“What does work mean to widows in Afghanistan?” by Anila Daulatzai, is a provocative essay in the Winter/Spring 2015 issue of Harvard Divinity Bulletin that invites reflection and further discussion about religion and social justice. An anthropologist with degrees in public health and Islamic studies, Daulatzai looks at the lives of Afghanistan’s many (often very young) widows and their families, and the government’s intent to “compensate” them for their tragic loss by offering them a place in the labor market. Doesn’t this violate the Muslim principle of zakat–an obligatory percentage of everyone’s income that Muslims must give as an act of worship to help those in need–including widows? In the case of widows, that is, zakat is not so much “charity” as it is an obligatory form of social justice. Why is the Afghani government–which is dominantly Muslim and which entirely respects the tenets of Islam–failing to respect widows’ religious (and in a Muslim society, social) entitlement to zakat? Why, instead, does the government view women’s jobs as the only form of public assistance they can offer? “A job?” asked one 19-year old widow in astonishment when she heard of the plan. “I want to care for my son and be with my family…This pain, struggle to get through a day, this is enough work. I cannot do more than this.” This is not just a concern for an Islamic culture; this young widow’s cry reminds me of my grandmother who, widowed suddenly in 1930 with two daughters under 5, was forced to beg her married sisters to care for her children while she went to work as a nanny to a privileged son in a rich family. (Her mother-in-law, another longtime widow, eventually rescued the three of them with an alternative economic model, taking in other old ladies and foster children, a hard labor that left its own scars but at least ensured survival–together–throughout the Depression). There is a fine line between women choosing to enter the labor market and those who are told they have no choice about what they must do with their time to realize a government’s promised “help.” Daulatzai suggests that in Afghanistan, at least, the tension between the women’s voices and those of the public funders is rooted in a philosophical difference, that marked by neoliberalism.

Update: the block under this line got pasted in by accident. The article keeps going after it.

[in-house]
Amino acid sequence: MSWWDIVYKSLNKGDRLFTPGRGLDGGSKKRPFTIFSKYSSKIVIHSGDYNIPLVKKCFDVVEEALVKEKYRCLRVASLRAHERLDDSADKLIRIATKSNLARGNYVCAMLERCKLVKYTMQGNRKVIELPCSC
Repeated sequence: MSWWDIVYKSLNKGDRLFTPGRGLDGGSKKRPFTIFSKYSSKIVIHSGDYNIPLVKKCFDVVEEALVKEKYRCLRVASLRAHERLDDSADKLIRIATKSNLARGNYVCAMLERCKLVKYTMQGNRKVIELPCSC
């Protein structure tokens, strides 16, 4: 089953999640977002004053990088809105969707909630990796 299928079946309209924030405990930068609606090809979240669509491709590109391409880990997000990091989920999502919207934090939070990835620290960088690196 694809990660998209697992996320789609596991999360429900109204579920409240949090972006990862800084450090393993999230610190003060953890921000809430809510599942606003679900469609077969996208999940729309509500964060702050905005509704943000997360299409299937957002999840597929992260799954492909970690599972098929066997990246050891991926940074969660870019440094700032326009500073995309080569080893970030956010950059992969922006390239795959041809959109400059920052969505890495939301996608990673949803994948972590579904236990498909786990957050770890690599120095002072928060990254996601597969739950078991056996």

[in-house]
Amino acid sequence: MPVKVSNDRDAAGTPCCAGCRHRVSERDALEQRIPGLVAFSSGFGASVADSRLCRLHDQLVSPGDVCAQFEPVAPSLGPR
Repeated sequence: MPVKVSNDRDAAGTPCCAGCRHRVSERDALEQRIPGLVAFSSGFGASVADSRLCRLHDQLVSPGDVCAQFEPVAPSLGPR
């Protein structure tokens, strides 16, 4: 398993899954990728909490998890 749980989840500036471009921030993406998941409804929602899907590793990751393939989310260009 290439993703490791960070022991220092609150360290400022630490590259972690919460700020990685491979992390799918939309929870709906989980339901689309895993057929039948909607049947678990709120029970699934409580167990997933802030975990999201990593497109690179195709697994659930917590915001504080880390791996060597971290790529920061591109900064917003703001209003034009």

Her essay is an edited version of an HDS Women’s Studies in Religion Program lecture she delivered on her ethnographic research with widows and their families in Kabul. Her earlier research also engaged her with internally displaced persons in Pakistan and Afghanistan. For a shorter summary of Daulatzai’s research and views on these issues, read her January 2014 opinion piece, “Humanitarianism is as culpable as war.”